Chemical Element: oxygen
(Greek: oxys, "sharp", plus gen, "forming"; from the incorrect belief that oxygen forms acids; gas)
Chemical-Element InformationSymbol: O
Atomic number: 8
Year discovered: 1772 (by Scheele) and in 1774 (by Priestley).
Discovered by: Karl Wilhelm Scheele (1742-1786), a Swedish chemist, and Joseph Priestley (1733-1804), an English chemist.
- Leonardo da Vinci suggested that air consists of at least two different gases.
- Previously air was thought to be an element in its own right.
- He was also aware that one of these gases supported both flames and life.
- Oxygen was prepared by several workers before 1772, but these workers did not recognize it as an element.
- Joseph Priestley is generally credited with its discovery (who made oxygen by heating lead or mercury oxides), but Carl Wilhelm Scheele also reported it independently.
- Mercury, when heated in air, will form a brick-red compound, which we now call “mercuric oxide”.
- Priestley heated some of this compound in a test-tube by using a lens to concentrate sunlight upon it.
- When he did this, the compound broke up, liberating mercury, which appeared as shining globules in the upper portion of the test-tube.
- In addition, a gas was given off that possessed most unusual properties.
- Combustibles burned more brilliantly and rapidly in it than they did in ordinary air.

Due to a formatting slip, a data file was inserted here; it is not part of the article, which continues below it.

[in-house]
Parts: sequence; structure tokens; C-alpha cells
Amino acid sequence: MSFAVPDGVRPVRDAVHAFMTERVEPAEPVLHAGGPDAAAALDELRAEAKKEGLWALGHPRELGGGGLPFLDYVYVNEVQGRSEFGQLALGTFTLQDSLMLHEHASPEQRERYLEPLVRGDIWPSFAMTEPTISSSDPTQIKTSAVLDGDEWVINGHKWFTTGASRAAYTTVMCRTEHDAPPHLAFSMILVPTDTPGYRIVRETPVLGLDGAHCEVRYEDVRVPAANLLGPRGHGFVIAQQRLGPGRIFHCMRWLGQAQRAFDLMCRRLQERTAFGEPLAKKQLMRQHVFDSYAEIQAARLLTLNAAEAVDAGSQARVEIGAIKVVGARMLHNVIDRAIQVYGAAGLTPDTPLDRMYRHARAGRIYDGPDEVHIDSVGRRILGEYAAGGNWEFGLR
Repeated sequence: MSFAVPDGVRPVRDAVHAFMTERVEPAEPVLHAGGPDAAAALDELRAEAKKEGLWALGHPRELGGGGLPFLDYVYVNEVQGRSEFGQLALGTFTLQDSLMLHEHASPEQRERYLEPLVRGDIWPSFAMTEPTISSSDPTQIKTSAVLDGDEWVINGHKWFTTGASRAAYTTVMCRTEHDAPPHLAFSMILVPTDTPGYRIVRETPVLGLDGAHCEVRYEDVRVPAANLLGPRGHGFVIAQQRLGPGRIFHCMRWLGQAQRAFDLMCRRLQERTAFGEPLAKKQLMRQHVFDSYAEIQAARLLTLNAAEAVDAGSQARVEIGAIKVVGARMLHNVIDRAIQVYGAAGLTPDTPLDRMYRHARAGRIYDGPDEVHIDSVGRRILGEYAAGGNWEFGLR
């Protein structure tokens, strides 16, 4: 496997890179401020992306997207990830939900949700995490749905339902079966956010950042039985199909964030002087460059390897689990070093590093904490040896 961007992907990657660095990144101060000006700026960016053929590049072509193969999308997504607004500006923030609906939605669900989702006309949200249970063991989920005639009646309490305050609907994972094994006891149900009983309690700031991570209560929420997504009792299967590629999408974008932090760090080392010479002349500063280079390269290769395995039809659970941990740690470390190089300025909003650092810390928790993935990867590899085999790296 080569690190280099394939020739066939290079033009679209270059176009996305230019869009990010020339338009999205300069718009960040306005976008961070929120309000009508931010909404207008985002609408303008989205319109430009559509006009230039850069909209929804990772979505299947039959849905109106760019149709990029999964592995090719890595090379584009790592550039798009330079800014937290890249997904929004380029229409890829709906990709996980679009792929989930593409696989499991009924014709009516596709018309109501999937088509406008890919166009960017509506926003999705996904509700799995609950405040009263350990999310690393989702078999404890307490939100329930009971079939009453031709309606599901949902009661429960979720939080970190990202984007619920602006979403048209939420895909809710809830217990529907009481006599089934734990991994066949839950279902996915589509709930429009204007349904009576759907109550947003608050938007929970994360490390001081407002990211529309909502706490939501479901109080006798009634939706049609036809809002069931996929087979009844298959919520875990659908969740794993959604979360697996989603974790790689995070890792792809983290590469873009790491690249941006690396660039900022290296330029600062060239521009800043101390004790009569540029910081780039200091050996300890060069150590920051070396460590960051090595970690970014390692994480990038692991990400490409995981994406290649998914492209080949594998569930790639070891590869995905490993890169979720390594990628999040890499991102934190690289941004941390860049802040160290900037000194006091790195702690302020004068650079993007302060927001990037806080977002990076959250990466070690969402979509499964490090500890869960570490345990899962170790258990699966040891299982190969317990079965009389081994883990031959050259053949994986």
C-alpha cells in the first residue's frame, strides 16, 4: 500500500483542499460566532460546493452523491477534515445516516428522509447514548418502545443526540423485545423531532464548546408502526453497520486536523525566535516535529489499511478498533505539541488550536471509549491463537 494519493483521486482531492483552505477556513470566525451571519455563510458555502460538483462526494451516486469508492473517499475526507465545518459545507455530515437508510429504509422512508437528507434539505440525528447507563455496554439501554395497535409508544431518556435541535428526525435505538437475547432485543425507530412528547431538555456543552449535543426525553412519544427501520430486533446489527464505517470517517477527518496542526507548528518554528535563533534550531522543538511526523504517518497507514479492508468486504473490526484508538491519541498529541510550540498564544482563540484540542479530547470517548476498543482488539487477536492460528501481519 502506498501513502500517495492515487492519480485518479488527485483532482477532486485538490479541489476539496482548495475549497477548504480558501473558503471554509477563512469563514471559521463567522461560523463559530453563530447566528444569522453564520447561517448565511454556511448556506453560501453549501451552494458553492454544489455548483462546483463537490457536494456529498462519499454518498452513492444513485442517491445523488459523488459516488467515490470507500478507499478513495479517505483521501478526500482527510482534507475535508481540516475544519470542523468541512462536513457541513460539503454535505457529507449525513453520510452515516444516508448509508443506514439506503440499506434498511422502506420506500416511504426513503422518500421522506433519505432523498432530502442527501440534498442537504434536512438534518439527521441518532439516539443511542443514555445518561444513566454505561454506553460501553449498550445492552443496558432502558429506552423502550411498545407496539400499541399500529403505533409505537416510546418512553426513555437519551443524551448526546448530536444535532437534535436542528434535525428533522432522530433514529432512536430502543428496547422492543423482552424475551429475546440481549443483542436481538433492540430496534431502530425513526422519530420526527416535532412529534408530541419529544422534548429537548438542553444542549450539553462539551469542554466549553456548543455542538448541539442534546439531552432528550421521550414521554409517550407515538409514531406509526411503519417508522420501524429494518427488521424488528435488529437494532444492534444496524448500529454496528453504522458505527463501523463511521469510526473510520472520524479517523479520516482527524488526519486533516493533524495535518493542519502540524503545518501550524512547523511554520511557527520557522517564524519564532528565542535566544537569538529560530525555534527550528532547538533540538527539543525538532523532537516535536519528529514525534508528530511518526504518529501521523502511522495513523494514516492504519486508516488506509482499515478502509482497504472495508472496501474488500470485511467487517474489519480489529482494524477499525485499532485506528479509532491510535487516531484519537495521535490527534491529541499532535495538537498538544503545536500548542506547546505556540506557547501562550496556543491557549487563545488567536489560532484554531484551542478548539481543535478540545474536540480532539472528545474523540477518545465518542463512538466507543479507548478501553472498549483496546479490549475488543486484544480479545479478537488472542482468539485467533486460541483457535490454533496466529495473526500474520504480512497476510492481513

- Mice placed in an atmosphere of this gas were particularly frisky, and Priestley himself felt “light and easy” when he breathed it.
- When French chemist Antoine-Laurent Lavoisier (1743-1794) heard of the experiments of Priestley and British chemist Daniel Rutherford (who discovered a new gas that eventually came to be called “nitrogen”); he realized in the light of his own experiments that air must consist of a mixture of two gases.
- One-fifth was Priestley’s gas, which Lavoisier named oxygen (from the Greek words meaning “acid producer”, because it was mistakenly felt at the time that all acids contained oxygen).
- Four-fifths were Rutherfords’ gas, which Lavoisier named “azote” (from Greek words meaning “no life”), but which later came to be known as nitrogen.
- It seemed obvious that it was oxygen that supported combustion and animal life and oxygen that was involved in rusting.
- Animals must consume oxygen and produce carbon dioxide, and from Priestley’s earlier experiment, plants must consume carbon dioxide and produce oxygen.
- In a classic case of scientific misfortune, the Swedish chemist Carl Wilhelm Scheele had discovered oxygen at least two years before Priestley did, and by the same method.
- Why didn’t Scheele get the credit for the discovery? Because it wasn’t published (through the negligence of a publisher) until after Priestley’s discovery had been reported, so Priestley got the credit.
- With these two forms of life, the atmosphere tends to maintain a stability and balance.
- The discovery that air, invisible air, was “something” and not “nothing” profoundly altered how all scientists thought.
- Joseph Priestly is quoted as saying, “We cannot solve one doubt without creating several new ones.”
- The behavior of oxygen and nitrogen as components of air led to the advancement of the phlogiston theory of combustion, which influenced chemists for a century or so, and which delayed an understanding of the nature of air for many years.
- Phologiston is a hypothetical substance formerly thought to be a volatile constituent of all combustible substances released as flame in combustion.
Name in other languages:
Information about other elements may be seen at this Chemical Elements List.
A special unit about words that include chemo-, chem- may be seen here.